Kestrel House School

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About Kestrel House School

Name Kestrel House School
Ofsted Inspections
Ms Lorna Bailey
Address 104 Crouch Hill, Crouch End, London, N8 9EA
Phone Number 02083488500
Phase Independent (special)
Type Other independent special school
Age Range 5-16
Religious Character None
Gender Mixed
Number of Pupils 39
Local Authority Haringey

What is it like to attend this school?

Pupils enjoy coming to this delightful school. It is clear to see from their happy faces as pupils arrive in the morning and throughout the school day that they feel safe. Leaders have created an inviting and well-organised place for pupils to learn. Their vision for excellence is very clear and is shared by staff.

Pupils’ behaviour is exemplary. Because of their special educational needs and/or disabilities (SEND), pupils need extra help with their behaviour. This is provided in an expert way so that pupils return to learning as quickly as possible. As they progress through the school, pupils learn how to manage their own behaviour with growing independence.

Parents and carers notice and appreciate how much staff smile at their children and celebrate the unique qualities of every pupil. There is lots of positive communication between home and school. Parents come into the school for training and support from the school team and to meet and talk with other parents.

Leaders and staff have high expectations for every pupil, and they ensure that pupils achieve their best. Staff go the extra mile. They care about the pupils and are proud of all their accomplishments.

What does the school do well and what does it need to do better?

Leaders have established an inclusive and welcoming environment where each pupil is understood and celebrated. Staff are experts in the particular needs of the pupils who attend the school, and they continually update and extend their skills and knowledge through regular training.

The curriculum that leaders have put together is well thought out and constructed. It is underpinned by sound thinking about what helps pupils with complex autism learn and remember. There is a strong focus on communication so that pupils gain the skills they need to be as independent as possible in the future. The curriculum also helps them make sense of the world around them and to interact with other people. Leaders have put in place a system to assess pupils’ progression through the curriculum. This system checks that pupils learn skills and knowledge in a logical way so that teaching builds on what pupils already know and can remember.

Leaders have made sure that there is an approach to early reading that is appropriate to the needs of pupils. Some pupils are ready to learn how to decode text using phonics, and this is done in a structured and systematic way. Other pupils are working on the skills that will get them ready for phonics. For example, they learn to recognise different sounds and that objects, images and symbols can be used to represent words, ideas and sounds. All pupils access literacy and enjoy stories and books in a way that is appropriate to their needs and level of understanding.

Leaders have been relentless in establishing an approach to behaviour which is rooted in respect for pupils and a deep understanding of what pupils are communicating through their behaviour. Lessons are structured carefully, building in movement breaks and other activities that help pupils stay engaged.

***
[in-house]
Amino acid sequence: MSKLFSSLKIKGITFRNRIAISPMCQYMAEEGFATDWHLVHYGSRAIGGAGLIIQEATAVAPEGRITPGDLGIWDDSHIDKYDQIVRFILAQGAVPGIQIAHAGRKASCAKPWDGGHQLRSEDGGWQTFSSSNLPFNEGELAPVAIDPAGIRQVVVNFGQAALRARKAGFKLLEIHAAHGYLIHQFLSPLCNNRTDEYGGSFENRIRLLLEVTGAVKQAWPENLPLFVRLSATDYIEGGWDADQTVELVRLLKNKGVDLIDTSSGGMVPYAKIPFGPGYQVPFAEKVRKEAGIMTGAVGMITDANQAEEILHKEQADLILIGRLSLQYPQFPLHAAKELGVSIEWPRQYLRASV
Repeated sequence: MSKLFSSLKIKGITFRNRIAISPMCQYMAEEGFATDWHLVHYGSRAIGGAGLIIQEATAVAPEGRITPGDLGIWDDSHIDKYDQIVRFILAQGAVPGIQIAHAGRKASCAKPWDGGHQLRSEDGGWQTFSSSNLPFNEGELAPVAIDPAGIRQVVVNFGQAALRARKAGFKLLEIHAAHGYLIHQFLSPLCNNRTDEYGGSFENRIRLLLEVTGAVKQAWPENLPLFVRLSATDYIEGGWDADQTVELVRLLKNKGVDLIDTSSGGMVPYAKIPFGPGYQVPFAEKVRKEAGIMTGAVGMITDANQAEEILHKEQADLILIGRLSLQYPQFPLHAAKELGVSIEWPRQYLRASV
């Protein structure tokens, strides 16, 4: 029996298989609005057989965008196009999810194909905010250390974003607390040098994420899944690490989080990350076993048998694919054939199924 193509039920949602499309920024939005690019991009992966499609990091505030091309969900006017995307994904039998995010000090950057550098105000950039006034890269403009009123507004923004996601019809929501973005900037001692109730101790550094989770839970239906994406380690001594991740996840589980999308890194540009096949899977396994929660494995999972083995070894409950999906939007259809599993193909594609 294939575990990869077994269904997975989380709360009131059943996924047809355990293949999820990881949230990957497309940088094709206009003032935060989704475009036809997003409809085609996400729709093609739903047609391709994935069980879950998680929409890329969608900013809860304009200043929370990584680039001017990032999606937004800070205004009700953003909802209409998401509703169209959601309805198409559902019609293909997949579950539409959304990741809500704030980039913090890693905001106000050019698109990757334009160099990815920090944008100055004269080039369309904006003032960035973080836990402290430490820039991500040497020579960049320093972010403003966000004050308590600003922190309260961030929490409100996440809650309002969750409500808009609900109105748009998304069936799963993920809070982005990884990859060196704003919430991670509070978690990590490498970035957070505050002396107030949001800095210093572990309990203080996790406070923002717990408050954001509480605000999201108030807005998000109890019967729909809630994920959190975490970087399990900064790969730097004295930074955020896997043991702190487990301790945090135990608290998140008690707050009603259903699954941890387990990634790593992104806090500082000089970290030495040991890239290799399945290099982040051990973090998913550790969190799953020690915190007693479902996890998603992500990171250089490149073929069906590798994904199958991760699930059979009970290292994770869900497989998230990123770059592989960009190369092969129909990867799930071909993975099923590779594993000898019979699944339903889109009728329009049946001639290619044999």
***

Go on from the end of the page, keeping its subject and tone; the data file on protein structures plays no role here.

The provision for pupils’ personal development is exemplary. Leaders have ensured that a rich programme is in place that builds on pupils’ strengths and interests. The programme develops pupils’ resilience and helps to support their mental health and well-being. Pupils go on trips and visits that support their learning, for example to the London Eye and local community gardens and parks. They learn to travel on public transport and to shop for the ingredients that they will use in cooking lessons. Pupils have opportunities to learn about the world of work and to develop the important life skills they will need for the future, including healthy relationships and safe behaviour in the community.

Activities to develop pupils’ social and cultural education are meticulously planned and include a wide variety of events such as charity coffee mornings, events to mark Black History Month, different religious festivals and celebrations, Pride Month and Autism Awareness month. These occasions help pupils build their understanding of tolerance and respect for others.

Staff are proud to work at the school. They say that it is a busy job, but they appreciate the opportunities they get to take on extra responsibilities and develop their careers. They feel valued by leaders and say that leaders listen to their ideas about reducing workload. Leaders also consider the mental health and well-being of staff.

The proprietor has ensured that there are effective arrangements in place to check that the school meets all statutory obligations. This includes ensuring that pupils have appropriate relationships and sex education.

The school complies with schedule 10 of the Equality Act 2010.


The arrangements for safeguarding are effective.

Leaders have ensured that systems to check the suitability of staff before they start working at the school are rigorous. Safeguarding policies and practice follow all statutory guidelines and are detailed.

Leaders make sure that staff know and understand their responsibilities. Staff are well trained and have an in-depth knowledge of the additional safeguarding risks to the pupils at the school as a result of their SEND.

If leaders feel that a pupil needs extra help from safeguarding partners, they take quick action. Leaders work well with these other agencies, taking an active role to promote pupils’ best interests.

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